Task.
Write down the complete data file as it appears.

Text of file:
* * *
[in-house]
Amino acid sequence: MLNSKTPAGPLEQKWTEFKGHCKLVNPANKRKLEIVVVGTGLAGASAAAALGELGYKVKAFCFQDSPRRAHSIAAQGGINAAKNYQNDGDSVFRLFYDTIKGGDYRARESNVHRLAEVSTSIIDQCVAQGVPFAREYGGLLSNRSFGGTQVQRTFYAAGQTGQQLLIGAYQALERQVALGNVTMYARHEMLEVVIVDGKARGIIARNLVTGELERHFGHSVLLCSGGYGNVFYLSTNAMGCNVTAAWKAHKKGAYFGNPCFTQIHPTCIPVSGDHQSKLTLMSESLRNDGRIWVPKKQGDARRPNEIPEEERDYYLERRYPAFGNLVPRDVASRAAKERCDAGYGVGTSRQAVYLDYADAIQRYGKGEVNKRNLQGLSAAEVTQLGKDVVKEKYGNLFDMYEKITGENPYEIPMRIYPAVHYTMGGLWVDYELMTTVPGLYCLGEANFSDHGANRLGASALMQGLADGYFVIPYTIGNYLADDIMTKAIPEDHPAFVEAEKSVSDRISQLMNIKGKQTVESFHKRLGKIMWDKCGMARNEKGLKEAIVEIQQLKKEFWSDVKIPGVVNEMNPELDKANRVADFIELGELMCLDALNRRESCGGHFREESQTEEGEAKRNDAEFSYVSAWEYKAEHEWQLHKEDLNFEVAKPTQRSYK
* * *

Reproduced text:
[in-house]
Amino acid sequence: MLNSKTPAGPLEQKWTEFKGHCKLVNPANKRKLEIVVVGTGLAGASAAAALGELGYKVKAFCFQDSPRRAHSIAAQGGINAAKNYQNDGDSVFRLFYDTIKGGDYRARESNVHRLAEVSTSIIDQCVAQGVPFAREYGGLLSNRSFGGTQVQRTFYAAGQTGQQLLIGAYQALERQVALGNVTMYARHEMLEVVIVDGKARGIIARNLVTGELERHFGHSVLLCSGGYGNVFYLSTNAMGCNVTAAWKAHKKGAYFGNPCFTQIHPTCIPVSGDHQSKLTLMSESLRNDGRIWVPKKQGDARRPNEIPEEERDYYLERRYPAFGNLVPRDVASRAAKERCDAGYGVGTSRQAVYLDYADAIQRYGKGEVNKRNLQGLSAAEVTQLGKDVVKEKYGNLFDMYEKITGENPYEIPMRIYPAVHYTMGGLWVDYELMTTVPGLYCLGEANFSDHGANRLGASALMQGLADGYFVIPYTIGNYLADDIMTKAIPEDHPAFVEAEKSVSDRISQLMNIKGKQTVESFHKRLGKIMWDKCGMARNEKGLKEAIVEIQQLKKEFWSDVKIPGVVNEMNPELDKANRVADFIELGELMCLDALNRRESCGGHFREESQTEEGEAKRNDAEFSYVSAWEYKAEHEWQLHKEDLNFEVAKPTQRSYK